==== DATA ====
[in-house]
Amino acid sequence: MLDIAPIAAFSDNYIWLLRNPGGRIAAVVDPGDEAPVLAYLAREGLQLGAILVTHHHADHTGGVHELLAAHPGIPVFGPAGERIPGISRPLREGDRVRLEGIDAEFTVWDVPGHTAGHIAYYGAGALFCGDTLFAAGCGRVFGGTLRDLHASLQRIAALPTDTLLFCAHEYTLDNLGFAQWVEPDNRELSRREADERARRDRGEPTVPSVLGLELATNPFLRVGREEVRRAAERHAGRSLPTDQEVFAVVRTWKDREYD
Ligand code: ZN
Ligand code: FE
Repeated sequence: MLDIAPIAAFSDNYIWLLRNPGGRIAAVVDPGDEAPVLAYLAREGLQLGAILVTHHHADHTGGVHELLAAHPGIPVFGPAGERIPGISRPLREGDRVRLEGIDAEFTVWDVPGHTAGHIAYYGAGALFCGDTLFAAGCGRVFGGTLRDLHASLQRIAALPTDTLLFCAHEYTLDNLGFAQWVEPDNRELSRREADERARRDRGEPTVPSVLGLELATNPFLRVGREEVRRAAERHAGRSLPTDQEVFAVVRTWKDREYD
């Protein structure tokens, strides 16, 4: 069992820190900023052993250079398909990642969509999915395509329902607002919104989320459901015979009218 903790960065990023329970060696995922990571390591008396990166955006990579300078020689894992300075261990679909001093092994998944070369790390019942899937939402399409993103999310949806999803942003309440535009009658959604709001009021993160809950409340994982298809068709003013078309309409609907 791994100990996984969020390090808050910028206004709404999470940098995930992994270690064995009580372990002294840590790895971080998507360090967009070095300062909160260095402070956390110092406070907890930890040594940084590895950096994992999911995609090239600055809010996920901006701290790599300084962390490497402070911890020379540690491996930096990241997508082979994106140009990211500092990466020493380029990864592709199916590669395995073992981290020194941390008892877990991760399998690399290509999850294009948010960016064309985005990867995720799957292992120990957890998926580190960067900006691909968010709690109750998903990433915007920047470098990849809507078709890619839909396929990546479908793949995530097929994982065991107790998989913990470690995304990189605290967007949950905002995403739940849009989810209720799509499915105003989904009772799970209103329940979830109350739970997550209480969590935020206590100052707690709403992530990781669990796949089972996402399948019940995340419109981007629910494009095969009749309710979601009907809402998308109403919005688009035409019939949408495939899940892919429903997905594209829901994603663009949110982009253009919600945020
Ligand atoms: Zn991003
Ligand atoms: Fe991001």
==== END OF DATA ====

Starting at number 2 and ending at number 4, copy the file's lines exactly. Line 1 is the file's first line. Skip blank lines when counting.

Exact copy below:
Amino acid sequence: MLDIAPIAAFSDNYIWLLRNPGGRIAAVVDPGDEAPVLAYLAREGLQLGAILVTHHHADHTGGVHELLAAHPGIPVFGPAGERIPGISRPLREGDRVRLEGIDAEFTVWDVPGHTAGHIAYYGAGALFCGDTLFAAGCGRVFGGTLRDLHASLQRIAALPTDTLLFCAHEYTLDNLGFAQWVEPDNRELSRREADERARRDRGEPTVPSVLGLELATNPFLRVGREEVRRAAERHAGRSLPTDQEVFAVVRTWKDREYD
Ligand code: ZN
Ligand code: FE